UPDATE: My original article on this subject is now online with Materials Today.
It was almost inevitable that the naysayers and scaremongers would start to express concerns about graphene, the new wonder material that won its developers a Nobel prize for their work with sticky tape and HB pencils. It’s sensible to look at graphene if there are risks and Ken Donaldson, a respiratory toxicologist at the University of Edinburgh, and his colleagues have been among the first to raise the warning flag on graphene, at least for nanoscopic platelets of the stuff. In case you didn’t know graphene is essentially a single, monolayer, of graphite, the carbon allotrope found in soot, charcoal and, yes, the “lead” in an HB pencil.
Donaldson’s work seems to suggest that flakes of graphene if they get into the lungs might cause health problems. However, I, and some of my contacts in the field of nanotechnology and safety are not so sure it will ever be a real health problem even for scientists working with graphene nano-flakes.
Andrew Maynard of 2020Science.org is Director of the Risk Science Center at the University of Michigan and had this to say of the Donaldson work:
“This is an interesting area of health impact speculation and research. Donaldson’s work certainly demonstrates the potential for graphene flakes to present a health risk if they are able to be inhaled and enter the lungs, or penetrate to the region surrounding the lungs,” Maynard says. He then went on to tell me that this is a big ‘if’. “Pharyngeal aspiration delivers particles – or platelets in this case – to the lungs within liquid droplets – the droplets determining where the material is deposited,” he added. “It allows early experimentation on what could occur if the material could enter the lungs under handling and use. But it doesn’t provide information in the plausibility of exposure occurring. And without knowing whether graphene flakes can become airborne and inhaled in a form that is dangerous during use, questions concerning health risks – while important – remain speculative.”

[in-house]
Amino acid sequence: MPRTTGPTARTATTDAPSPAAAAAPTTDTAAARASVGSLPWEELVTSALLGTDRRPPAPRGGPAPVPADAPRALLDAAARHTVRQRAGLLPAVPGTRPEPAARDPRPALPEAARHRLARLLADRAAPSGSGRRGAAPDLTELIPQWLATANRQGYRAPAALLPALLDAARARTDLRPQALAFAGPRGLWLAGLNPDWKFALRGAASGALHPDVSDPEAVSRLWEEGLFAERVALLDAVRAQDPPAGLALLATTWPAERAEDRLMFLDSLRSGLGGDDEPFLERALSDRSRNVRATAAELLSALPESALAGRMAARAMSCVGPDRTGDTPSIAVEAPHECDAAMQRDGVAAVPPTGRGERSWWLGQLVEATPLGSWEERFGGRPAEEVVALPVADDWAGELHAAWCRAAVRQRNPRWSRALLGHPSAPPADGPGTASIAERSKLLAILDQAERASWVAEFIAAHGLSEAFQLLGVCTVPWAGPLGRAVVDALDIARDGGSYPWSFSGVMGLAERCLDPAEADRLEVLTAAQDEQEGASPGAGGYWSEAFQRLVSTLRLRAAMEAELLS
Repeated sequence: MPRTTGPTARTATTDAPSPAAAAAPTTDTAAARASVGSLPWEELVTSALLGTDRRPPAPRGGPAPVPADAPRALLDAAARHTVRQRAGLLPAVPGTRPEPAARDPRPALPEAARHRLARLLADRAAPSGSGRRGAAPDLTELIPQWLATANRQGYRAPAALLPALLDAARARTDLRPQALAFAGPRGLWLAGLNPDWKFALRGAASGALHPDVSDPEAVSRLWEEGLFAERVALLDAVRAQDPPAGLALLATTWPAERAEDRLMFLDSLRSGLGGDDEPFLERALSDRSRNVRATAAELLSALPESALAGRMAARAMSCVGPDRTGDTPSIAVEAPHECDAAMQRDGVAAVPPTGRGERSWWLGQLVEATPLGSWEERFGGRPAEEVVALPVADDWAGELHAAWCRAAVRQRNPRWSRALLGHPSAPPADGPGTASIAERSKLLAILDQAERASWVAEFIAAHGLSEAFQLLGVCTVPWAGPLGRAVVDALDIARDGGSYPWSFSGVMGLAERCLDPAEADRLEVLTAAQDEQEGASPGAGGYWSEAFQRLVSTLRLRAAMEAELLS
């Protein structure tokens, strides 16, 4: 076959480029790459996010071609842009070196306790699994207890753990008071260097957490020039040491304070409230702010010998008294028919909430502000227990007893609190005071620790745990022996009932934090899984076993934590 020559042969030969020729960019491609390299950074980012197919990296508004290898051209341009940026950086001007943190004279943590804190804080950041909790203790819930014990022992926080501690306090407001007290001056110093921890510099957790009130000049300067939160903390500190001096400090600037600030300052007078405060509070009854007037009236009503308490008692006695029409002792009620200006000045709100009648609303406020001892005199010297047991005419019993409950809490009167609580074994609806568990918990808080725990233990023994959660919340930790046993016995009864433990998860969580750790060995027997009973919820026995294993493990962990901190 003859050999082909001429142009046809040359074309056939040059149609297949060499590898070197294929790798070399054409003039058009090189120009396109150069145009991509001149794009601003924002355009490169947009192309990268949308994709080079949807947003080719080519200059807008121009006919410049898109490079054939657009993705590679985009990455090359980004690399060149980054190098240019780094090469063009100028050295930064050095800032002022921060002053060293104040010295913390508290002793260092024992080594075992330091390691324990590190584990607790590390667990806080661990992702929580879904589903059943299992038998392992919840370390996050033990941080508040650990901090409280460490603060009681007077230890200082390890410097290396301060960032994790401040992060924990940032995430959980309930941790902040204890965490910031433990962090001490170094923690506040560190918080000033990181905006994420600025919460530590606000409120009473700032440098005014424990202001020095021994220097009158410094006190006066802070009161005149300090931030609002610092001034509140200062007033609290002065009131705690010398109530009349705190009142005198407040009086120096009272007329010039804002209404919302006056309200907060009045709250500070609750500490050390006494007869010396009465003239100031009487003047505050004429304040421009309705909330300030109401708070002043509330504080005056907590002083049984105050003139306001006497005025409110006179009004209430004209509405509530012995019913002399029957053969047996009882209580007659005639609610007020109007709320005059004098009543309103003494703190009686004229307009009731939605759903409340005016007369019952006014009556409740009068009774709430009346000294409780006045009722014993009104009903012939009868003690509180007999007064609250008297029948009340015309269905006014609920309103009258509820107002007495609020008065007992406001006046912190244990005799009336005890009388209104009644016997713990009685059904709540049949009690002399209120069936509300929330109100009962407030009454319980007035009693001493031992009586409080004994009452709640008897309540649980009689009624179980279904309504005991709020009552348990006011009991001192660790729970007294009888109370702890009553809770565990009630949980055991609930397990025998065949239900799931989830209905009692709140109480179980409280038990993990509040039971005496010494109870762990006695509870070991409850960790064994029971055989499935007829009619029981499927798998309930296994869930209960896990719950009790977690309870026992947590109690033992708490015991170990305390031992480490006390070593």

It is important to point out that any safety issues with regards to graphene will be very dependent on the shape and surface of the particles. Lab tests can make all kinds of claims but do not necessarily reflect how the flakes would behave when in contact with living tissue or whether there is actually a mechanism for problematic exposure at all. It might be that graphene would not be a problem at all, after all macrophages can usually cope with particles up to about 10 micrometres in diameter. Platelets of this size shouldn’t be a challenge and any larger would suggests that they wouldn’t be able to get into the lungs anyway.
Intriguingly, the Nobel-winning studies on graphene simply used pencil lead and sticky tape to produce the material, countless generations have been exposed to such materials for many years, could we have unwittingly been exposed to graphene flakes all this time?
Schinwald, A., Murphy, F., Jones, A., MacNee, W., & Donaldson, K. (2012). Graphene-Based Nanoplatelets: A New Risk to the Respiratory System as a Consequence of Their Unusual Aerodynamic Properties ACS Nano, 6 (1), 736-746 DOI: 10.1021/nn204229f